Sunday, February 16, 2014
This post isn't about food but, I did find it interesting. So, here you go.
On March 21, 1782 near Walker's Creek in what is now Bland County, Virginia, a band of Indians attacked settlers and their families in an attempt, apparently, to repel the foreigners that had invaded their land. Finding an entire family save one son at home in their cabin, they killed the father and took his wife and two of his children captive. Even though the band of Indians were immediately pursued by experienced woodsmen, they were never located.
A number of years later, General Rogers Clarke engaged in one of his several expeditions to quell the Indian threat in Kentucky was encamped on the banks of the Ohio river waiting for the return of a group of scouts led by a man named White. One account of the story claims that White was on an intelligence gathering mission looking to take an Indian prisoner for questioning. Another account claims that White was out looking for game. Most likely, he was out looking for game while on his mission for the General. Either way, White discovered an Indian village after following "a faint trail." A short distance from where he and his group camped, he saw a solitary Indian sitting on a log mending his moccasins. White's first instinct was to shoot the Indian. But, after realizing that the sound of the discharging rifle might alert other Indians, he decided to stalk his prey instead.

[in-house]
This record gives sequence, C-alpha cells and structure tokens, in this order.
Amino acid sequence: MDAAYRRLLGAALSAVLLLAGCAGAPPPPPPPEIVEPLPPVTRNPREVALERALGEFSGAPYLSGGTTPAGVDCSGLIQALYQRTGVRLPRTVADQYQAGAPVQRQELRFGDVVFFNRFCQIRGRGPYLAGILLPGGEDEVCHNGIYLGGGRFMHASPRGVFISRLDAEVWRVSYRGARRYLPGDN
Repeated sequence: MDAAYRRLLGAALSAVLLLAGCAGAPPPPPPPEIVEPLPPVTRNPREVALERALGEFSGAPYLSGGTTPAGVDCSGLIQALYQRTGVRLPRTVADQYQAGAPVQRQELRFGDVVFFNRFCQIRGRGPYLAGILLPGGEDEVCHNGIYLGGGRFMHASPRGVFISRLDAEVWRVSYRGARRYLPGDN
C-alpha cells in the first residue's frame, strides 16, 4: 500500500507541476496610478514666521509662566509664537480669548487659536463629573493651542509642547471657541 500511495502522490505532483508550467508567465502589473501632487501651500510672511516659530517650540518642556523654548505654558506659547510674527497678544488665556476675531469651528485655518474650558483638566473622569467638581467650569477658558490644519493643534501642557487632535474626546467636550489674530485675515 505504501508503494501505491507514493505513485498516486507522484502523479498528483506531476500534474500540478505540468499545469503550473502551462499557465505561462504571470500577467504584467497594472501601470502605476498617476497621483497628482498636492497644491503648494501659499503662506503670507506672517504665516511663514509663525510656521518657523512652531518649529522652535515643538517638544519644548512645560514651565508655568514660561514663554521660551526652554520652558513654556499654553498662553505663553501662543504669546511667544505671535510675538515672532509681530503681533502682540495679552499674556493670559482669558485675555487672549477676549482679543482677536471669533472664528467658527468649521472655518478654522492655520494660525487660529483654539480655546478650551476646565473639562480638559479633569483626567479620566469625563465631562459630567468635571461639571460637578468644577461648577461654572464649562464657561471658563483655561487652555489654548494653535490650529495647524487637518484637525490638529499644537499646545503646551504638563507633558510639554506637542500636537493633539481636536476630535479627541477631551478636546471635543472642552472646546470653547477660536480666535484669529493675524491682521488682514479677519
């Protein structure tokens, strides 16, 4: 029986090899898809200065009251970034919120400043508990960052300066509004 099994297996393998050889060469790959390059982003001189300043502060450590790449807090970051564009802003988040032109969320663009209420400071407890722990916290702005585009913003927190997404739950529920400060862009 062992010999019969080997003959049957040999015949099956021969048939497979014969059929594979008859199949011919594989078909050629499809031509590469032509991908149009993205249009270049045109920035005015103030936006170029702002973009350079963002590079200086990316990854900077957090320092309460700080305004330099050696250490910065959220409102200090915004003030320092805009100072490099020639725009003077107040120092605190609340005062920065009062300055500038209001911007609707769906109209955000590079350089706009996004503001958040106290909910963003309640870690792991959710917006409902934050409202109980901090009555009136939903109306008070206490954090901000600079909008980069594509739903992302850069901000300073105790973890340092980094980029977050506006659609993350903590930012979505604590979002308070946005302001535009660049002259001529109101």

Creeping softly up from behind, White "being remarkable for" his "size, strength, agility, courage and prudence" grasped the Indian by the throat and presented a pistol to his head. In a few hurried words in the language of the tribe, White explained that if he made any noise he would shoot him instantly through the head. This threat convinced the Indian to return to the General with White and his men. After returning to the General with their prize, upon beholding the Indian Clarke exclaimed, "This is no Indian!"
After interrogation, the "Indian" explained how he was kidnapped by Indians as a little boy near Walker's Creek. After attempts to confirm the truth of the many details of his story, White and the "Indian" realized that they were brothers. That "Indian" was his little brother that was kidnapped so many years earlier. White's brother would later serve in the Kentucky Legislature but was known to still spend months at a time in the woods.
Sources - A New and Comprehensive Gazetteer of Virginia, Joseph Martin, 1835 & History of Southwest Virginia, 1746-1786, Washington County, 1777-1870, Lewis Preston Summers, 1903